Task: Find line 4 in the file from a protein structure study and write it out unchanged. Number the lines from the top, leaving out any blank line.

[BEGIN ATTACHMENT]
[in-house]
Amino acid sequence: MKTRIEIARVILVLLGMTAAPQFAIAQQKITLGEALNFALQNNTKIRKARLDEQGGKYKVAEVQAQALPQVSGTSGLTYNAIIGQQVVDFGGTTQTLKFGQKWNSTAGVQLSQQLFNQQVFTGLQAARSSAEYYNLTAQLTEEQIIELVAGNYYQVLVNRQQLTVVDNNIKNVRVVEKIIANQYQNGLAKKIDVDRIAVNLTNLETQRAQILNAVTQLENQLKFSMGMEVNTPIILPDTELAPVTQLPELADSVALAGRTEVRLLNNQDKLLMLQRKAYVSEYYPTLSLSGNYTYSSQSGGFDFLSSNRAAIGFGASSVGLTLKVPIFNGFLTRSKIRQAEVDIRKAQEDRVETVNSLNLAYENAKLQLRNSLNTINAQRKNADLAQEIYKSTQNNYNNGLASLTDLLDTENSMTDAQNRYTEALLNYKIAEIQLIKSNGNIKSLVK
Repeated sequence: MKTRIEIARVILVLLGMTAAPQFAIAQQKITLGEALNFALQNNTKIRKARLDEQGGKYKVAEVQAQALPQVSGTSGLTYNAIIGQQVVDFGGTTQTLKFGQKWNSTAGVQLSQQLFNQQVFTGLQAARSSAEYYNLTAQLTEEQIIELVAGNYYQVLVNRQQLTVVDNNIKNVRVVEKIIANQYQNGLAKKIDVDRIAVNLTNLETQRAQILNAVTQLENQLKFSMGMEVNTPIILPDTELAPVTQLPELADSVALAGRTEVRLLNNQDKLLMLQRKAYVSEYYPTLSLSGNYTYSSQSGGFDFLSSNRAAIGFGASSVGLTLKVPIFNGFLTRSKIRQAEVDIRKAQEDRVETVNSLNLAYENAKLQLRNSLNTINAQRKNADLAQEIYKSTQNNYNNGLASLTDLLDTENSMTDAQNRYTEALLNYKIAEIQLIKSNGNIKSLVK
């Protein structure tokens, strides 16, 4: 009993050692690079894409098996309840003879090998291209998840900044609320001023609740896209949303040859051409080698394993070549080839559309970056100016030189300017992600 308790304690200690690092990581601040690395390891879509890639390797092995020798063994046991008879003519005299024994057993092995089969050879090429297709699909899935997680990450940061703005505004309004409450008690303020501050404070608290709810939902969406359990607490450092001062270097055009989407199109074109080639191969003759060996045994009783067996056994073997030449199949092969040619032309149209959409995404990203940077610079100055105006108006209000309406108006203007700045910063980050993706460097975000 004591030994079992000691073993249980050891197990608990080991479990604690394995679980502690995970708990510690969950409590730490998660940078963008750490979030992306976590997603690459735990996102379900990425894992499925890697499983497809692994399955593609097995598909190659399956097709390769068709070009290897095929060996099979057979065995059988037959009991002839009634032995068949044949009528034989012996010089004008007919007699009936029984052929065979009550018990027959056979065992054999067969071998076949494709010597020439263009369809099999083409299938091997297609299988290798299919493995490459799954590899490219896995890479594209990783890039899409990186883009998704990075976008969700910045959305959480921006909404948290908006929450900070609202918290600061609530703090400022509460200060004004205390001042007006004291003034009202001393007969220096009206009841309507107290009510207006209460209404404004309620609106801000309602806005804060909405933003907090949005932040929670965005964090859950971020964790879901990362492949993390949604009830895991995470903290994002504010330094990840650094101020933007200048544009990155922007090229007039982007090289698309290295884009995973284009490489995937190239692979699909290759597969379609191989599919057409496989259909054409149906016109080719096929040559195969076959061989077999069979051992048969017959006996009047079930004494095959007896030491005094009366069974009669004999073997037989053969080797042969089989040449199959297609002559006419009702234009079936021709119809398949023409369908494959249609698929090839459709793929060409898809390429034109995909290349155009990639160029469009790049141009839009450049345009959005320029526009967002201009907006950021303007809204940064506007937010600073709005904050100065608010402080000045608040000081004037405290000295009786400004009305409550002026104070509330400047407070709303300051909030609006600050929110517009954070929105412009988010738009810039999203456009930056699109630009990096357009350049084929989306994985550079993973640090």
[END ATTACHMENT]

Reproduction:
């Protein structure tokens, strides 16, 4: 009993050692690079894409098996309840003879090998291209998840900044609320001023609740896209949303040859051409080698394993070549080839559309970056100016030189300017992600 308790304690200690690092990581601040690395390891879509890639390797092995020798063994046991008879003519005299024994057993092995089969050879090429297709699909899935997680990450940061703005505004309004409450008690303020501050404070608290709810939902969406359990607490450092001062270097055009989407199109074109080639191969003759060996045994009783067996056994073997030449199949092969040619032309149209959409995404990203940077610079100055105006108006209000309406108006203007700045910063980050993706460097975000 004591030994079992000691073993249980050891197990608990080991479990604690394995679980502690995970708990510690969950409590730490998660940078963008750490979030992306976590997603690459735990996102379900990425894992499925890697499983497809692994399955593609097995598909190659399956097709390769068709070009290897095929060996099979057979065995059988037959009991002839009634032995068949044949009528034989012996010089004008007919007699009936029984052929065979009550018990027959056979065992054999067969071998076949494709010597020439263009369809099999083409299938091997297609299988290798299919493995490459799954590899490219896995890479594209990783890039899409990186883009998704990075976008969700910045959305959480921006909404948290908006929450900070609202918290600061609530703090400022509460200060004004205390001042007006004291003034009202001393007969220096009206009841309507107290009510207006209460209404404004309620609106801000309602806005804060909405933003907090949005932040929670965005964090859950971020964790879901990362492949993390949604009830895991995470903290994002504010330094990840650094101020933007200048544009990155922007090229007039982007090289698309290295884009995973284009490489995937190239692979699909290759597969379609191989599919057409496989259909054409149906016109080719096929040559195969076959061989077999069979051992048969017959006996009047079930004494095959007896030491005094009366069974009669004999073997037989053969080797042969089989040449199959297609002559006419009702234009079936021709119809398949023409369908494959249609698929090839459709793929060409898809390429034109995909290349155009990639160029469009790049141009839009450049345009959005320029526009967002201009907006950021303007809204940064506007937010600073709005904050100065608010402080000045608040000081004037405290000295009786400004009305409550002026104070509330400047407070709303300051909030609006600050929110517009954070929105412009988010738009810039999203456009930056699109630009990096357009350049084929989306994985550079993973640090």